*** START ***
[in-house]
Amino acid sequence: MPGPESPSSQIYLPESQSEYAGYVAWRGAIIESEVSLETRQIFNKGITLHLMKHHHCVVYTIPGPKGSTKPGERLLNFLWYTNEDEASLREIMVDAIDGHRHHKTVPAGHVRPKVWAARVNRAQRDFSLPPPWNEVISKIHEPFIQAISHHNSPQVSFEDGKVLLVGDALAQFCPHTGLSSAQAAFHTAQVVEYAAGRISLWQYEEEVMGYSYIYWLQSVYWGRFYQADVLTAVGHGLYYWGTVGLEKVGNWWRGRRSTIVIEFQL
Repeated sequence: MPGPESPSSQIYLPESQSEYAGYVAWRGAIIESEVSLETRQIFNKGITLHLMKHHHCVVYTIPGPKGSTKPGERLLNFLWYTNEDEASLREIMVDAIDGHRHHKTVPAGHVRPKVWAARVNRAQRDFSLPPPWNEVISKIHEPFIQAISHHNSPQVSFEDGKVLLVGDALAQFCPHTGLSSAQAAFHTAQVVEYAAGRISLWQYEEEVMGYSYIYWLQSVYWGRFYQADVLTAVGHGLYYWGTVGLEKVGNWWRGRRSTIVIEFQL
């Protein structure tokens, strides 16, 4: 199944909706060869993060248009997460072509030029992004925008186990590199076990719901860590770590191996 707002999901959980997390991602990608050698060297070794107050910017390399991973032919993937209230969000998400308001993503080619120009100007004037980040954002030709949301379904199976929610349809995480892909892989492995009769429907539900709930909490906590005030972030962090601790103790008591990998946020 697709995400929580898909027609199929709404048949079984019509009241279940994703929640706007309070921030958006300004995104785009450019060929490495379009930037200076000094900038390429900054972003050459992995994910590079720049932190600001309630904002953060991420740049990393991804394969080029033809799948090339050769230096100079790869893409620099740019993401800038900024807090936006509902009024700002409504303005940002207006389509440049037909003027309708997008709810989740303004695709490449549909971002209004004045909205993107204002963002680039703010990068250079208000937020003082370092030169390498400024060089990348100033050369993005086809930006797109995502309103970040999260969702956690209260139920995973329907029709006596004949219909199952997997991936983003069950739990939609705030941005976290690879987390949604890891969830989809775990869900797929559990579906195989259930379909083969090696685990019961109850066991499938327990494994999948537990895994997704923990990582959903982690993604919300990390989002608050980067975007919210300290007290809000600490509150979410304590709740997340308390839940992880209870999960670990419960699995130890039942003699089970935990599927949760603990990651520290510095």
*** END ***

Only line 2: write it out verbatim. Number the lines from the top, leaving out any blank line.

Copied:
Amino acid sequence: MPGPESPSSQIYLPESQSEYAGYVAWRGAIIESEVSLETRQIFNKGITLHLMKHHHCVVYTIPGPKGSTKPGERLLNFLWYTNEDEASLREIMVDAIDGHRHHKTVPAGHVRPKVWAARVNRAQRDFSLPPPWNEVISKIHEPFIQAISHHNSPQVSFEDGKVLLVGDALAQFCPHTGLSSAQAAFHTAQVVEYAAGRISLWQYEEEVMGYSYIYWLQSVYWGRFYQADVLTAVGHGLYYWGTVGLEKVGNWWRGRRSTIVIEFQL